Poster Presentation Clinical Oncology Society of Australia Annual Scientific Meeting 2018

Cancer costs experienced by Western Australian cancer patients (#221)

Jade C Newton 1 , Harry Hohnen 1 , Claire E Johnson 1 2 3 , Angela Ives 1 , Sandy McKiernan 4 , Violet Platt 5 , Christobel Saunders 1 , Neli Slavova-Azmanova 1
  1. The University of Western Australia, Crawley, WA, Australia
  2. Monash University, Melbourne
  3. Eastern Health, Melbourne
  4. Cancer Council Western Australia, Perth
  5. WA Cancer and Palliative Care Network, Perth


Limited research has been published which qualitatively investigates the financial dimension of a cancer diagnosis in the Australian context.

The aim of this study was to describe Western Australian cancer patients’ experiences of out-of-pocket expenses (OOPE) during diagnosis and cancer .


Semi-structured interviews were conducted over the phone with a purposive convenience sample of 40 Western Australian cancer patients diagnosed with breast, lung, prostate or colorectal cancer, who were recruited from within a mixed-methods study exploring patient OOPE and had finished primary treatment. Participants were asked about their experience and costs incurred during treatment. A phenomenological approach was utilized and interview transcripts were analysed using thematic content.


Participant OOPE experiences fell into three key themes: (1) personal circumstance, (2) communication from health service providers, and (3) coping strategies used to deal with OOPE. Personal circumstance encompassed sub-themes such as proximity to treatment locations and personal financial and employment situation. Patient OOPE experiences were further ameliorated or exacerbated by their patient-provider communication, which in turn affected the coping strategies they used to deal with the costs  incurred. Building on these findings and existing models in the literature, we developed a modified version of Carrera et al.'s flowchart of Economic Consequences of Cancer Treatment on the Patient and Patient Coping, to describe patient experiences in mixed health care systems.1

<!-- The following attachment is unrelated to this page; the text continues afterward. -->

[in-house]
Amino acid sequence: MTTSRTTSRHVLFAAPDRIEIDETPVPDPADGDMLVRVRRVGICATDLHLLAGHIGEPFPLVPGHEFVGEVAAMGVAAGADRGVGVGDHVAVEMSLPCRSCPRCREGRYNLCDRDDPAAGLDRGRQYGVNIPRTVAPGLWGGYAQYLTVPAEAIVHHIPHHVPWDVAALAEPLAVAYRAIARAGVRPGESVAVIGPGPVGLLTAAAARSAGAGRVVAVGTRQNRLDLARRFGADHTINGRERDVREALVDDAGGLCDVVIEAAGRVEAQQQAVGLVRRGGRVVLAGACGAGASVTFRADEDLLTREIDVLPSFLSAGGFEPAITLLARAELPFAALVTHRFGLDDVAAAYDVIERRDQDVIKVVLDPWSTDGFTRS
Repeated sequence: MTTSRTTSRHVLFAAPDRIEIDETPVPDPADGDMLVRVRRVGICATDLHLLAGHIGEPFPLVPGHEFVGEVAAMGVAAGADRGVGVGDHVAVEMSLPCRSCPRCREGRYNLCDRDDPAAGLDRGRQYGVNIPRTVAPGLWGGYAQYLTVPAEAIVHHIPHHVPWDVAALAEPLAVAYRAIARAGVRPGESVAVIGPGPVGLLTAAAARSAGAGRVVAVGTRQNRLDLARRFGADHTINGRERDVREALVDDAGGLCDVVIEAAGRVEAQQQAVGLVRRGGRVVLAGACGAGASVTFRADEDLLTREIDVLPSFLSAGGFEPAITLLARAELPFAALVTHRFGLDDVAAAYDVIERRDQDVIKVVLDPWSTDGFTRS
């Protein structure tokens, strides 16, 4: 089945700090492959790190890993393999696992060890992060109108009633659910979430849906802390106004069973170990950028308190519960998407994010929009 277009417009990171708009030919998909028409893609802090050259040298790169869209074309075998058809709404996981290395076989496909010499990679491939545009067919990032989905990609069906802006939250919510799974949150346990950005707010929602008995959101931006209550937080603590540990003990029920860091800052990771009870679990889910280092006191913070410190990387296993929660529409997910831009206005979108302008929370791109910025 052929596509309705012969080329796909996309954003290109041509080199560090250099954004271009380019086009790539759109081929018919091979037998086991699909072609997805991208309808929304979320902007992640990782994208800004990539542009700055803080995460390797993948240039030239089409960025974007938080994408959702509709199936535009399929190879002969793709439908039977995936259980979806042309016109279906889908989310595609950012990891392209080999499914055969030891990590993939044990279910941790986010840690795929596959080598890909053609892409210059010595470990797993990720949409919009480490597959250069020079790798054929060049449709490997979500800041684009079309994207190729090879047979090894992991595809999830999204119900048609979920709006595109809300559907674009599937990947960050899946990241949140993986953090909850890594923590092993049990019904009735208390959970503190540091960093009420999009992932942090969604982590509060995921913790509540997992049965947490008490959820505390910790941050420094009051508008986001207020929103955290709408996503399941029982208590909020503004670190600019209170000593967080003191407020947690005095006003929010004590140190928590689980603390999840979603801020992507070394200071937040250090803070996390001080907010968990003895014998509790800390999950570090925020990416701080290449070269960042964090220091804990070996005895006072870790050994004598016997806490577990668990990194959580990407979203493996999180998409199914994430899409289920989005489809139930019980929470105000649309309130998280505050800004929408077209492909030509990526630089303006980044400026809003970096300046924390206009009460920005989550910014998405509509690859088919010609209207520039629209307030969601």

These findings reflect the broad variation in cancer patients’ OOPE experiences. The proposed model recognises the multitude of factors that influence the initial treatment seeking behaviour in the mixed healthcare setting, and aims to conceptualise the economic consequences of a cancer diagnosis that service providers should be aware of. Further research is necessary to quantify the extent of financial distress in Western Australian cancer patients and develop strategies to ensure they are adequately supported.

  1. Carrera PM, Kantarjian HM, Blinder VS. The financial burden and distress of patients with cancer: Understanding and stepping-up action on the financial toxicity of cancer treatment. CA Cancer J Clin. 2018;68(2):153-65.